Installation Goof

Today I had some time free to install MX-14 in place of Xubuntu. Good news and bad news:

The good news is that the cursor isn’t playing catch-up with the mouse anymore. And everything “just works” without having stupid resource-hogging experimental stuff like PulseAudio included by default, rather than as a dependency for some other heavy application like Skype, which I don’t use anyway. MX-14 is a nice little “niche” distro for old hardware like mine. It instantly recognized my printer and stuff, has most of my favorite stuff installed by default, and though it doesn’t launch some applications very quickly, they run plenty fast and I can multi-task again!

The bad news is that I didn’t use the partitioner while installing MX-14, but chose to keep my existing /home partition unformatted. I usually set up my 80-GB hard drive as follows:

linux-swap, 1 GB (twice my computer’s RAM;
/ (root) 20 GB, which is way more than enough for everything, and
/home takes the remaining 59 GB.

The advantage of preserving a /home or a /data partition is that it lets me keep all my documents, pictures, tunes, browser bookmarks, e-mail settings and stuff even when doing a new installation of an OS.

I should have used GParted instead of trusting the installer to preserve my existing /home partition. Not a big deal because I always back up before a new install anyway, but THIS is weird:

There’s a 1.42 GB “unallocated” space that wasn’t there before, and the 54 GB space that used to be my /home partition is now a “removable drive” that has to be mounted manually. Um, what happened to /home? And why does the file manager think part of my hard drive is “removable?”

I don’t think I can use GParted to fix this unless I try it from the LiveCD. I suppose I’ll try it, and if I can’t fix it I’ll just re-install the OS and define a new partition scheme during installation. Word to the novice: Do not trust the installer to do what it seems to say! GParted is reliable and proven. The new MX-14 installer is – well, new. Nice, but maybe still on probation or something.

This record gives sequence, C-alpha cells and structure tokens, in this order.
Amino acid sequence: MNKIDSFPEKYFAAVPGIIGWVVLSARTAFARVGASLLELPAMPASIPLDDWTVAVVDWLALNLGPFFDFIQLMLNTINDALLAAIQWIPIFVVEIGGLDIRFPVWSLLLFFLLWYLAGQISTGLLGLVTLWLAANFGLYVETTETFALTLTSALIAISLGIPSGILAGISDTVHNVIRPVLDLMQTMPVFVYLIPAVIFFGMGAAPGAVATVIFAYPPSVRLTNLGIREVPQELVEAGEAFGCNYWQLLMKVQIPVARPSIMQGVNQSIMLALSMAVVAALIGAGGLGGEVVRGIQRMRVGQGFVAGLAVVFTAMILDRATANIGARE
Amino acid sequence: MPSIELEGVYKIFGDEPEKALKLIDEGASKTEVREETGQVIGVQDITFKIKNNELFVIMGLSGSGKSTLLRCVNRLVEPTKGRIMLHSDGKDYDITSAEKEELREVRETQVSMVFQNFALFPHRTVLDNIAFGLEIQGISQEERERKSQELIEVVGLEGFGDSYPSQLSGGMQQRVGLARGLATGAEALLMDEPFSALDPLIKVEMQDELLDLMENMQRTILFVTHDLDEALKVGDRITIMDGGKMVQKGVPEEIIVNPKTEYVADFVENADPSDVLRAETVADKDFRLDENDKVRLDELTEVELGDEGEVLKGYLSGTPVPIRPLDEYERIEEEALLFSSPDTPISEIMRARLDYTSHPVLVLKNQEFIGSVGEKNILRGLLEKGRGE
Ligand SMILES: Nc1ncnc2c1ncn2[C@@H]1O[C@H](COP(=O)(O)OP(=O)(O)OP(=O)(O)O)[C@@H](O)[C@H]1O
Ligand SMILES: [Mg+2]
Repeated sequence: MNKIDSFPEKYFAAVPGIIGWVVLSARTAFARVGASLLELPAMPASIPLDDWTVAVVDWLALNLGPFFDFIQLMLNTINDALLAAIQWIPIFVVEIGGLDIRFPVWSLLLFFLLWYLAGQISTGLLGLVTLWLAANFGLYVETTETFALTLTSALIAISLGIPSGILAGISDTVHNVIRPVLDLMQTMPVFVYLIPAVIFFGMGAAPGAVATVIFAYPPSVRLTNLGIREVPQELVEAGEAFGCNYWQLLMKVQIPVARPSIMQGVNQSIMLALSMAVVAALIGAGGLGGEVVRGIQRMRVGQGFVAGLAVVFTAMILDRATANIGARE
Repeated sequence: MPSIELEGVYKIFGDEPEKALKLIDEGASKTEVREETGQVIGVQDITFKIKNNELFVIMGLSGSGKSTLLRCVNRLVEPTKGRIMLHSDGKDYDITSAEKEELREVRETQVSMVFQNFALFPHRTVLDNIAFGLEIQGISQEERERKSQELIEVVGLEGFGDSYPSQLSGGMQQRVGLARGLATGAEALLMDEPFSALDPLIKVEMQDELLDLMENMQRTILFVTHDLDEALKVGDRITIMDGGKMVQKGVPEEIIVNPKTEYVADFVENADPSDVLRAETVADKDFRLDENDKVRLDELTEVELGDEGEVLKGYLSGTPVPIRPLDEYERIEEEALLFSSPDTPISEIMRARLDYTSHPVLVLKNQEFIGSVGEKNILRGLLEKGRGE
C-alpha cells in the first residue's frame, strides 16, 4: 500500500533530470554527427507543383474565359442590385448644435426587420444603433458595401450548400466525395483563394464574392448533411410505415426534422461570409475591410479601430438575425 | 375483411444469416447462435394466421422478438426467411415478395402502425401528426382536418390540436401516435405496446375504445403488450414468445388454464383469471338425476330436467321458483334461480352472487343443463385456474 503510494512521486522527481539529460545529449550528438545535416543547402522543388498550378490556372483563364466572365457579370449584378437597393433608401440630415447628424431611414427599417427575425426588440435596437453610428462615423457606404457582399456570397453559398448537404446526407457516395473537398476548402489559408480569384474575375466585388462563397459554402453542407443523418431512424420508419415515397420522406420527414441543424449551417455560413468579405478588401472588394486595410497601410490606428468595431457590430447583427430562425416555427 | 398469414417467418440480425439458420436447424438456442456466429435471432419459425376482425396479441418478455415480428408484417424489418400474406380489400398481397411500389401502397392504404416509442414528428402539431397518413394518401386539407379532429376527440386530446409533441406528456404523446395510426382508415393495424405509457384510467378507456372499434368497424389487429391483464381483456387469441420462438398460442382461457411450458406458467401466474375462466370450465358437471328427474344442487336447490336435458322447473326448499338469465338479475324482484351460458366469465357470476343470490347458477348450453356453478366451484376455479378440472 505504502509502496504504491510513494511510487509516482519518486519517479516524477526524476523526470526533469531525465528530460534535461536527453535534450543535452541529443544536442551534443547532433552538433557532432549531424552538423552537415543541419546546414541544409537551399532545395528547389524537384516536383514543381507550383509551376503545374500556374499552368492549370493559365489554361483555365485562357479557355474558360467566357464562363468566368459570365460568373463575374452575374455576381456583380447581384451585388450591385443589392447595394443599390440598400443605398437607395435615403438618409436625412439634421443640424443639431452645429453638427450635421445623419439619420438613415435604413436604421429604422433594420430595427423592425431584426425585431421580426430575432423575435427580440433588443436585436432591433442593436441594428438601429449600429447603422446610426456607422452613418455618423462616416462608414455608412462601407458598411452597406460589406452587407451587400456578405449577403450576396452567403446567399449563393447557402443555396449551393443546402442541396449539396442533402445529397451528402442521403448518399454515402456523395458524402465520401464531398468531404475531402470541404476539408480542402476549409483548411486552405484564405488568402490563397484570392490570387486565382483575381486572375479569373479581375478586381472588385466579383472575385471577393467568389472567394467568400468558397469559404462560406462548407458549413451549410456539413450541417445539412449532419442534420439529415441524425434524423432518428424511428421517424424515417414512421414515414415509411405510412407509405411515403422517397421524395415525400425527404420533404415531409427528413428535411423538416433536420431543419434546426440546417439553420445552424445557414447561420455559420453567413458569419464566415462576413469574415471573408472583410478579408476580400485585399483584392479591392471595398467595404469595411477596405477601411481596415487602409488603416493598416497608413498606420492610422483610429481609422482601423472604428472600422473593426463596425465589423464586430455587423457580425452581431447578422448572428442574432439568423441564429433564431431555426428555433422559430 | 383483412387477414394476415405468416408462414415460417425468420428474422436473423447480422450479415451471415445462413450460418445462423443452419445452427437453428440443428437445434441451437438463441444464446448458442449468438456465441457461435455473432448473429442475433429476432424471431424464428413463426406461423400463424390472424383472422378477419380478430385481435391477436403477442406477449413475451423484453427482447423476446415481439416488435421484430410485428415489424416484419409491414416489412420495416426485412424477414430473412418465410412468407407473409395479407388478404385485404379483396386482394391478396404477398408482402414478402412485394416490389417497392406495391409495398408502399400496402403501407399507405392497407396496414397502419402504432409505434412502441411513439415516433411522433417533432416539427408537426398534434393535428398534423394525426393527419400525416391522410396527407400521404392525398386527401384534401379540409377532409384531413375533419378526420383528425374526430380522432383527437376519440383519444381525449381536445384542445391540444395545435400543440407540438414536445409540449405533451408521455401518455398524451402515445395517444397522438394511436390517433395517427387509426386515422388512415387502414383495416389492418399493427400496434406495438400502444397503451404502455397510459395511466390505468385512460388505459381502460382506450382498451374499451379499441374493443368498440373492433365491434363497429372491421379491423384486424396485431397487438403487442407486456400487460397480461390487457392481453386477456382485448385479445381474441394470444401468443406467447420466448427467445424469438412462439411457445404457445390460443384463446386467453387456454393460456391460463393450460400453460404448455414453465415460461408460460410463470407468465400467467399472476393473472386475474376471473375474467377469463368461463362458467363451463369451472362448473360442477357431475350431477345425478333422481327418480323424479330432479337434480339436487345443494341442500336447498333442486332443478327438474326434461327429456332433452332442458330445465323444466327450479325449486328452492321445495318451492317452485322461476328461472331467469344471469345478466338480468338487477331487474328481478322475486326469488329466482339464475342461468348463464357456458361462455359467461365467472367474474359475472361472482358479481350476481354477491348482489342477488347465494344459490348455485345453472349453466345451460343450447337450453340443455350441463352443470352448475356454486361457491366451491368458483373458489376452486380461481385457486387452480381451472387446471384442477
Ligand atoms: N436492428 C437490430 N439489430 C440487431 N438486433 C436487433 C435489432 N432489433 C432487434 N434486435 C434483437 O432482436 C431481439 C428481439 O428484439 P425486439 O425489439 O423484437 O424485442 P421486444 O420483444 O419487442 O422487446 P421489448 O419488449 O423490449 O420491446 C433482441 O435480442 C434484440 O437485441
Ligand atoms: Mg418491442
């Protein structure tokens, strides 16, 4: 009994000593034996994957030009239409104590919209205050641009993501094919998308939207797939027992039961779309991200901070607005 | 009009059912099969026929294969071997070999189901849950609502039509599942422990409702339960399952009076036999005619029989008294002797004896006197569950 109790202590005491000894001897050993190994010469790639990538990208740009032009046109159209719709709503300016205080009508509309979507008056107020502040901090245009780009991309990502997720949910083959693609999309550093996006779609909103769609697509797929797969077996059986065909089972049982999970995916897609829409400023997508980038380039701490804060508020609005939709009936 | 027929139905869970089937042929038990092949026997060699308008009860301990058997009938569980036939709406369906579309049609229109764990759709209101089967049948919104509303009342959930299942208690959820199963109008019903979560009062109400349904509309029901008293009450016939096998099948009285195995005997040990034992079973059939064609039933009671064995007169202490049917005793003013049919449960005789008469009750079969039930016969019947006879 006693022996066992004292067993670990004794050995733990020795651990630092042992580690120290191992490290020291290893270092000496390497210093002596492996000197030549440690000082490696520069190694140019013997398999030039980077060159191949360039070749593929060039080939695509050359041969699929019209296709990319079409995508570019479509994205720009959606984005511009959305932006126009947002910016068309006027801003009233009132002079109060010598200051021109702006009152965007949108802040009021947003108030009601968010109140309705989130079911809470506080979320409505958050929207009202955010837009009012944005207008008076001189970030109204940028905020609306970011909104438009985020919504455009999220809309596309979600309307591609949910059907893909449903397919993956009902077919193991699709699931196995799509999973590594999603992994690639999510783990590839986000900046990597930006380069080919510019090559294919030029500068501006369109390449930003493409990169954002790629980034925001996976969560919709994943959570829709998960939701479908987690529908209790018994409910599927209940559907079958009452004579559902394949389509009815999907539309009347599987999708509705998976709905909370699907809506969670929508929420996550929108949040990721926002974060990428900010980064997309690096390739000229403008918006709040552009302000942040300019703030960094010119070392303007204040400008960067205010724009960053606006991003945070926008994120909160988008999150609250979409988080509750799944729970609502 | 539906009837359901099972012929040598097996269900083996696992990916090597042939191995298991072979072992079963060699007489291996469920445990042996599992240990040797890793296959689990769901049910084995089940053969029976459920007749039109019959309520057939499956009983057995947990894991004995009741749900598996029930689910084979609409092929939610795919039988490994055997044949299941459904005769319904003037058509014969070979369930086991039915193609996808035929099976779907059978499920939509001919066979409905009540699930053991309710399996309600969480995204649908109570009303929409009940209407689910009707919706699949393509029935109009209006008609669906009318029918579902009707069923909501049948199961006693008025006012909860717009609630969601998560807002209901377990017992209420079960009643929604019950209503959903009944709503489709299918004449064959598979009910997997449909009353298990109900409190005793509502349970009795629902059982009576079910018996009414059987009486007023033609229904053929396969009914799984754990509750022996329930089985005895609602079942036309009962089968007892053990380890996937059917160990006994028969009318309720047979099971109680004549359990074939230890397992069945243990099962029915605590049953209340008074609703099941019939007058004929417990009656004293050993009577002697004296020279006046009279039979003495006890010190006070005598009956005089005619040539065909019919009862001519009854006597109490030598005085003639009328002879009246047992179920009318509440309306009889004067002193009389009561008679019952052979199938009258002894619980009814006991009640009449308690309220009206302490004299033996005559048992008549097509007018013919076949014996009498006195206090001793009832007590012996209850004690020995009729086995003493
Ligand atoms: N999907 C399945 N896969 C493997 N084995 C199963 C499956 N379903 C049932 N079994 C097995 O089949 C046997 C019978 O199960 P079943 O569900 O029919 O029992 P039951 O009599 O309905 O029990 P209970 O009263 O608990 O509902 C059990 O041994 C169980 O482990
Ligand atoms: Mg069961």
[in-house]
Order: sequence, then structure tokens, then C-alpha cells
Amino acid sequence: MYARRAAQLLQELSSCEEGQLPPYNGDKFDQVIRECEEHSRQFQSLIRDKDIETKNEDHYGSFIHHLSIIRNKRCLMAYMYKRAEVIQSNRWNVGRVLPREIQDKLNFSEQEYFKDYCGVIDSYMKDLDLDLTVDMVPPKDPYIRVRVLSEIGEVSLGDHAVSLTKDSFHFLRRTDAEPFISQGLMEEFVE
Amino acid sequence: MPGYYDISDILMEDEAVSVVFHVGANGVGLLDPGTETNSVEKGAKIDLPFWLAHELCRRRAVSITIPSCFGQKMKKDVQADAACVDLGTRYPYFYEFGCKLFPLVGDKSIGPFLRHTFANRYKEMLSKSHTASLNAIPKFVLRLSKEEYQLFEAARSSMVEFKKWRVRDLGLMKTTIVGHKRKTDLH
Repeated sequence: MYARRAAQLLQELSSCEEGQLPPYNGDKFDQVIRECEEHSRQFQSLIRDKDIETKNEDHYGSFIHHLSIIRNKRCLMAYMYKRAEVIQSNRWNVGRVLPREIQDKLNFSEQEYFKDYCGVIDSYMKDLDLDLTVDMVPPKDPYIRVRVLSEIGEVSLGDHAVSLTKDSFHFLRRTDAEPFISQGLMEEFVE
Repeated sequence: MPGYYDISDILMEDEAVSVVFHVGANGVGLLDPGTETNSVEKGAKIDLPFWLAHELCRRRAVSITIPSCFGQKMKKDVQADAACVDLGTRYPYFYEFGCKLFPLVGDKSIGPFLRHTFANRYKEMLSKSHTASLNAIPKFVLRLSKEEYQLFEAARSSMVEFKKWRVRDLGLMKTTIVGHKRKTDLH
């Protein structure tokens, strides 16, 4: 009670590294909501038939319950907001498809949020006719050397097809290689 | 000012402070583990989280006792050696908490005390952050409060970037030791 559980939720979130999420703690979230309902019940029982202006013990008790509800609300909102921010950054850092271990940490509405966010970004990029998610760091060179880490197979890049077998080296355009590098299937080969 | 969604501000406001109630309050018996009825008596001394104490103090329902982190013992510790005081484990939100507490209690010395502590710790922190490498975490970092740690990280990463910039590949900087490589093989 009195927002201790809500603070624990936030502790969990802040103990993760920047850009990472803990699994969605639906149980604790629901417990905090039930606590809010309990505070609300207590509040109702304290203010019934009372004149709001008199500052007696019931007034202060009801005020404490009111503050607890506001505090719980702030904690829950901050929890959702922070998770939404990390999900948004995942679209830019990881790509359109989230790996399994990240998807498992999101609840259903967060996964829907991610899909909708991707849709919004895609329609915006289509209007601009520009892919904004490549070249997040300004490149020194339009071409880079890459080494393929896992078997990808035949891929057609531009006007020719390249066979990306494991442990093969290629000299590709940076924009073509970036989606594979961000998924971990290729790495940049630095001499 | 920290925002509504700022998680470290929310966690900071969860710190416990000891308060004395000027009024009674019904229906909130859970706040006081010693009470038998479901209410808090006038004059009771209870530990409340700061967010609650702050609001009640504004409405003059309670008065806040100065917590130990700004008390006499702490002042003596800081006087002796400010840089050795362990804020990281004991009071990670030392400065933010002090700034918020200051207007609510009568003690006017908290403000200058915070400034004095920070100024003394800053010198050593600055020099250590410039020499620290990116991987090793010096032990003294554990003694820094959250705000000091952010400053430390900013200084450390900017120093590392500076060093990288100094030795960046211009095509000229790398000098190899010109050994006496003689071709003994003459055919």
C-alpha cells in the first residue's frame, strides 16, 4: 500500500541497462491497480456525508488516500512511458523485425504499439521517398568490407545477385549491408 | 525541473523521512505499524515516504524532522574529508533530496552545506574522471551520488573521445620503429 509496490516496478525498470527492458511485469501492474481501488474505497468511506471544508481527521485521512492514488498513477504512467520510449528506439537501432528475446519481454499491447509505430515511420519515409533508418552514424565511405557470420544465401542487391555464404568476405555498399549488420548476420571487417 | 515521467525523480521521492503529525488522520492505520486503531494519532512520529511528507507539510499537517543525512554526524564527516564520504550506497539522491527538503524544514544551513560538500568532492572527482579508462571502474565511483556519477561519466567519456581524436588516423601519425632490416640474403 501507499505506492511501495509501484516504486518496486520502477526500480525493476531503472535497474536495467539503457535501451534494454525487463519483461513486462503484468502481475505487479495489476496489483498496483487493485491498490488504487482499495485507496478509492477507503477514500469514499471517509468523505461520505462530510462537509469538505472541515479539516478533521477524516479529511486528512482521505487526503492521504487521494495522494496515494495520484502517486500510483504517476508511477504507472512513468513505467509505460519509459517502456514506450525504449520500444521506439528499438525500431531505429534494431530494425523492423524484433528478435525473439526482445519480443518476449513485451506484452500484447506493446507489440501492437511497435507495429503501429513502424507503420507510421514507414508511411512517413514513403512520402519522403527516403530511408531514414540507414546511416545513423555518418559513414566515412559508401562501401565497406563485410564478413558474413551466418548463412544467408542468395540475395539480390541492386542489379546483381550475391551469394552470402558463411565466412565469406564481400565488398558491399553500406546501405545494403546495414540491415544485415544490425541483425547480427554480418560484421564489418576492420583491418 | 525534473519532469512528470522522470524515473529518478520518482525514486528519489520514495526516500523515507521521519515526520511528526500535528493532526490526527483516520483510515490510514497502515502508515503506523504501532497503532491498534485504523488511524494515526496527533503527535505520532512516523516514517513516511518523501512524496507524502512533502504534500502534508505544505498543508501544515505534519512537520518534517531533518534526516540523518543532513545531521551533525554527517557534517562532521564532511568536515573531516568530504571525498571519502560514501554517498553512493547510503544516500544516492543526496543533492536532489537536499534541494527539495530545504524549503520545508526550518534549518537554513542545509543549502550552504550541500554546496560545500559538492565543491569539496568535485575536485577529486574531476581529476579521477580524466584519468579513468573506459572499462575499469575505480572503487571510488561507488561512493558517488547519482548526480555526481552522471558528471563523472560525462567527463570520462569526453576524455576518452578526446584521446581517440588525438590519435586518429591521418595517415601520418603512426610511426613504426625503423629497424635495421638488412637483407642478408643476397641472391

Hey but other than MY mistake in not using GParted, it’s nice to be able to multi-task, open multiple browser tabs, and listen to music while I write this post – and all without waiting for the cursor to catch up with the mouse.

Why Newbies Shouldn’t Beta-Test Linux Distros

Linux newbies should not beta-test Linux distributions, or they might end up like I did today! You may recall that my efforts to preserve the /home directory when I first installed Xubuntu 12.04 failed, and Xubuntu insisted that I give it the entire hard drive. Ah, what the heck, that’s what backups are for, right? So I went ahead and did it.

Changed my mind today. I figured I could use a LiveCD and restore a separate /home partition so I wouldn’t have all that hassle the next time. Besides, I might want to distro-hop a little.

Too bad. GParted from the LiveCD pretended to do the job, but when I was finished, Xubuntu refused to boot. Locked in a BIOS-cycle or something, I went from the Dell screen to a black screen, then back to the Dell screen over and over. No access to my hard drive at all. Okay, that’s it. I’ll just use this opportunity to try that SalixOS I’ve read so much about. Already had the LiveCD ready. It booted into the Live environment, I logged in using “live” as instructed in the documentation. The welcome screen loaded, and my keyboard and mouse froze, refusing to let me go any further.

2 for 2. Y’know what? I’m done. Back to where I started: Xubuntu 10.04-based Linux Mint 9 Xfce. Harder to modify than I thought. The Mint stuff is designed to protect fools like from ourselves I guess, but it also makes it hard to make it do what I want! Fortunately it also has a few tools that help out. After about 20 zillion updates were installed, I finally have a functioning Xfce4 desktop with all the ease of Xubuntu 10.04. And I’m done with Beta testing. I’ll use 10.04 as long as it is supported (until April 2013), then switch to the next LTS release (12.04) after it’s a year old. Safe, simple, and sane.

Now back to regular life.